Many people survive heart attacks and live active, full lives.
If you get help quickly, treatment can limit damage to your heart muscle. Less heart damage improves your chances for a better quality of life after a heart attack.
After a heart attack, you’ll need treatment for coronary heart disease (CHD). This will help prevent another heart attack. Your doctor may recommend:
Lifestyle changes, such as following a healthy diet, being physically active, maintaining a healthy weight, and quitting smoking.
Medicines to control chest pain or discomfort, high blood cholesterol, high blood pressure, and your heart’s workload. Some of these medicines can help you prevent another heart attack.
Anticlotting medicines, such as aspirin, that your doctor may prescribe to help you prevent another heart attack.
A cardiac rehabilitation program
If you find it hard to get your medicines or or complete your cardiac rehabilitation program, talk with your doctor. Don’t stop the medicines or program because it can help you prevent another heart attack.
Returning to Normal Activities
After a heart attack, most people who don’t have chest pain or discomfort or other problems can safely return to most of their normal activities within a few weeks. Most can begin walking right away.
Sexual activity also can begin within a few weeks for most patients. Talk with your doctor about a safe schedule for returning to your normal routine.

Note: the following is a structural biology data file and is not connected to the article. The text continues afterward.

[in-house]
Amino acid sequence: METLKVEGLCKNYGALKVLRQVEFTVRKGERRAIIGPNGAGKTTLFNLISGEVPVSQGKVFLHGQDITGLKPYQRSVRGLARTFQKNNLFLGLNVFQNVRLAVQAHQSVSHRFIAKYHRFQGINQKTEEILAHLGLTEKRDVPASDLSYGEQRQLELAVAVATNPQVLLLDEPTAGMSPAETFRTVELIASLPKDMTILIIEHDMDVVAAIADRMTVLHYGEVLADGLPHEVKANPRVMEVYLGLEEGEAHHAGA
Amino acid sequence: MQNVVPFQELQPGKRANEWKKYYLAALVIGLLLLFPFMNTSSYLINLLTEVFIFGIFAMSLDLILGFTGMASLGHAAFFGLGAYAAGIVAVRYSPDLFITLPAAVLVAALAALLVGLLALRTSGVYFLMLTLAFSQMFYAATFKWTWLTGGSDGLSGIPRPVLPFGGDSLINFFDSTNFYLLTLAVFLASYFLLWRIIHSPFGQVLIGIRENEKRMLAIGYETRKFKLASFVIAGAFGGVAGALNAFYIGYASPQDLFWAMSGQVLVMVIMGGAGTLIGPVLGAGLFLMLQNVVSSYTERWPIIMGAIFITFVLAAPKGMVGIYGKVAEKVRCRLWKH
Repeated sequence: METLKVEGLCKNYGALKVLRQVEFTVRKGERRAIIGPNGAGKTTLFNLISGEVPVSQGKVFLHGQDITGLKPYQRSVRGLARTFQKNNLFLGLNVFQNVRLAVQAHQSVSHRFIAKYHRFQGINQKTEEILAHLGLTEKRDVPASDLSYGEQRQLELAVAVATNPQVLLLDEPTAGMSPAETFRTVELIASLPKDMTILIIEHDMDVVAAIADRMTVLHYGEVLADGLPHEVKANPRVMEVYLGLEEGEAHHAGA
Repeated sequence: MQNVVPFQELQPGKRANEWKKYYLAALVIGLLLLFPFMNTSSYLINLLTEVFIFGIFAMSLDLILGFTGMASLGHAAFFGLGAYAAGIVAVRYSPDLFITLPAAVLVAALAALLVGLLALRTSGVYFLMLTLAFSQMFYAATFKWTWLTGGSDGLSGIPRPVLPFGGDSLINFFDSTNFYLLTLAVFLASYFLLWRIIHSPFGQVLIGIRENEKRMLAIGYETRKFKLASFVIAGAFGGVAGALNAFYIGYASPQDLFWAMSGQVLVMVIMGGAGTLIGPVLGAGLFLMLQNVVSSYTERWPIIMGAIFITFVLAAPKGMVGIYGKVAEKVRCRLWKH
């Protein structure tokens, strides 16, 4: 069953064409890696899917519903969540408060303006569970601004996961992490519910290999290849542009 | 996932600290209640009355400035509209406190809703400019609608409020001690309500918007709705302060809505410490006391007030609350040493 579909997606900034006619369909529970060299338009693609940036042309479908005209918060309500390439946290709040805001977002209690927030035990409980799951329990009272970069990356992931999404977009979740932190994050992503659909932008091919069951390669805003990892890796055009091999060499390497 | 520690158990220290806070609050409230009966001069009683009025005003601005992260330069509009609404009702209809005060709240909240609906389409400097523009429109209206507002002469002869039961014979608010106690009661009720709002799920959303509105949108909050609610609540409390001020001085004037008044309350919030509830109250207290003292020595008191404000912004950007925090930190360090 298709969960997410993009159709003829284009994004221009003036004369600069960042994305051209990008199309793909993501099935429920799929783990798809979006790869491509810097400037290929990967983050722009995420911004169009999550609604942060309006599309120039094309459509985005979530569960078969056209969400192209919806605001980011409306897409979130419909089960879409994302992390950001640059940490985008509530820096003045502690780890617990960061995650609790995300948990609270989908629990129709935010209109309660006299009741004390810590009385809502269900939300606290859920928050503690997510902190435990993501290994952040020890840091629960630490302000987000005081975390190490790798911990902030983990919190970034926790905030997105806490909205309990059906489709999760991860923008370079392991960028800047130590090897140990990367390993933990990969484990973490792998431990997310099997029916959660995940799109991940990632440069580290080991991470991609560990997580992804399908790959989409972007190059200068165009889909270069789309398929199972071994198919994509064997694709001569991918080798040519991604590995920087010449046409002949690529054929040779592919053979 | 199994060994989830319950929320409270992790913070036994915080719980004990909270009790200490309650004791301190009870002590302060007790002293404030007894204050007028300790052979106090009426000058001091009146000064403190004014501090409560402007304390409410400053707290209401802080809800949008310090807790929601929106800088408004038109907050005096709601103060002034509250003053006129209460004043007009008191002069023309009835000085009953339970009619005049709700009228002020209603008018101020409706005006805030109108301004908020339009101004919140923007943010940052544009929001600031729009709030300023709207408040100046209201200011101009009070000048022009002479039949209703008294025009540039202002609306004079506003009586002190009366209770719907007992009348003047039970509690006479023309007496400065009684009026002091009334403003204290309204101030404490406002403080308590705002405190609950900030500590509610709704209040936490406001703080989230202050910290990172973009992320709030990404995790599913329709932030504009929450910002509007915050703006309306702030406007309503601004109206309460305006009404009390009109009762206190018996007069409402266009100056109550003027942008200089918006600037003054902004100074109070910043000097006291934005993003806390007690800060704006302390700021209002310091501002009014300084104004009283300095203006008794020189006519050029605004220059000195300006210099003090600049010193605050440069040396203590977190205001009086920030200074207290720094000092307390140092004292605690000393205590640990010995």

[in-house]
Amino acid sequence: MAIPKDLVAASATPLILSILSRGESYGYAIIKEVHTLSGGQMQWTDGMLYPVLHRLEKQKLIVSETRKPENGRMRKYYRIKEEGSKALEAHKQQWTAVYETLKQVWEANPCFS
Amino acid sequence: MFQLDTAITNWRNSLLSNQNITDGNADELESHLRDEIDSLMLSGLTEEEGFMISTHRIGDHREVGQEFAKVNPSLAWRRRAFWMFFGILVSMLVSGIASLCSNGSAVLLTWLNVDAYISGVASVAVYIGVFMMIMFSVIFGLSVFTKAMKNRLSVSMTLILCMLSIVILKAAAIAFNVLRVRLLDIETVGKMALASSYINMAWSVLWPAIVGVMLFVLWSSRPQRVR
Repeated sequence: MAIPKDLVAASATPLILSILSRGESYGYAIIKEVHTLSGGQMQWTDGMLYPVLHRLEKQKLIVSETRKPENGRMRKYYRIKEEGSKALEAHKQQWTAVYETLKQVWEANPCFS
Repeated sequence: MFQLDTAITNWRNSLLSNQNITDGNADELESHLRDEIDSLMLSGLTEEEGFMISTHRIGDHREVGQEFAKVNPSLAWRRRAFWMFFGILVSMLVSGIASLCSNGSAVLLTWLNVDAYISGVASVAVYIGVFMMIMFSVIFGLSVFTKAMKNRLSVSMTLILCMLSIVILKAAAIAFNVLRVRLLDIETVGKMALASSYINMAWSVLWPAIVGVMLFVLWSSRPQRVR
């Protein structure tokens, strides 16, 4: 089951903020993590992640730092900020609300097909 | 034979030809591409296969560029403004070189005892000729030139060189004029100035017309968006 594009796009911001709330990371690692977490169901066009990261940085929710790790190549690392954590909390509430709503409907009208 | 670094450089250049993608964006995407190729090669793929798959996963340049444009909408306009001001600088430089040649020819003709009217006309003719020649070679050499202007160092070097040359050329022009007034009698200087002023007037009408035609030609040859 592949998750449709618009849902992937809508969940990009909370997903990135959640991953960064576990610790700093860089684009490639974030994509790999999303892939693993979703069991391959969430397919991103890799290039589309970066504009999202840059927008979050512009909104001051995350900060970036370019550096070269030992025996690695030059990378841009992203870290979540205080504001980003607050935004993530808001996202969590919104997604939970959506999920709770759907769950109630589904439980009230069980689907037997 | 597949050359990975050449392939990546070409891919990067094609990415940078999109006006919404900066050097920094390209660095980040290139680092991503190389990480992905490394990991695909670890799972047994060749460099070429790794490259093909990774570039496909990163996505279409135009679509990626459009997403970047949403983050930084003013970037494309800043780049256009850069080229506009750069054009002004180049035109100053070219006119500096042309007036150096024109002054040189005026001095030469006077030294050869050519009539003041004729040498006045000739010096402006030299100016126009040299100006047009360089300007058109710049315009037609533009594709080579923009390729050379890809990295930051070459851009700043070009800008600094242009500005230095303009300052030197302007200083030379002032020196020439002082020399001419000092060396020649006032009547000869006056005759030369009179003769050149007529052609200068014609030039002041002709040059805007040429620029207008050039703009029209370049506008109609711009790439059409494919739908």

If allowed by State law, driving usually can begin within a week for most patients who don’t have chest pain or discomfort or other disabling problems.
Each State has rules about driving a motor vehicle following a serious illness. People who have complications shouldn’t drive until their symptoms have been stable for a few weeks.
Anxiety and Depression After a Heart Attack
After a heart attack, many people worry about having another heart attack. Sometimes they feel depressed and have trouble adjusting to new lifestyle changes.
Talk about how you feel with your health care team. Talking to a professional counselor also can help.
If you’re very depressed, your doctor may recommend medicines or other treatments that can improve your quality of life.
Joining a patient support group may help you adjust to life after a heart attack. You can see how other people who have the same symptoms have coped with them.
Talk with your doctor about local support groups or check with an area medical center.
Support from family and friends also can help relieve stress and anxiety. Let your loved ones know how you feel and what they can do to help you.
Risk of a Repeat Heart Attack
Once you’ve had a heart attack, you’re at higher risk for another one. Knowing the difference between angina and a heart attack is important. Angina is chest pain that occurs in people who have CHD.
The pain from angina usually occurs after physical exertion and goes away in a few minutes when you rest or take medicine as directed.
The pain from a heart attack usually is more severe than the pain from angina. Heart attack pain doesn’t go away when you rest or take medicine.
If you don’t know whether your chest pain is angina or a heart attack, call 9–1–1.
The symptoms of a second heart attack may not be the same as those of a first heart attack. Don’t take a chance if you’re in doubt. Always call 9–1–1 right away if you or someone else has heart attack symptoms.
Unfortunately, most heart attack victims wait 2 hours or more after their symptoms start before they seek medical help. This delay can result in lasting heart damage or death.
News source: National Heart, Lung, and Blood Institute. The content is edited for length and style purposes.
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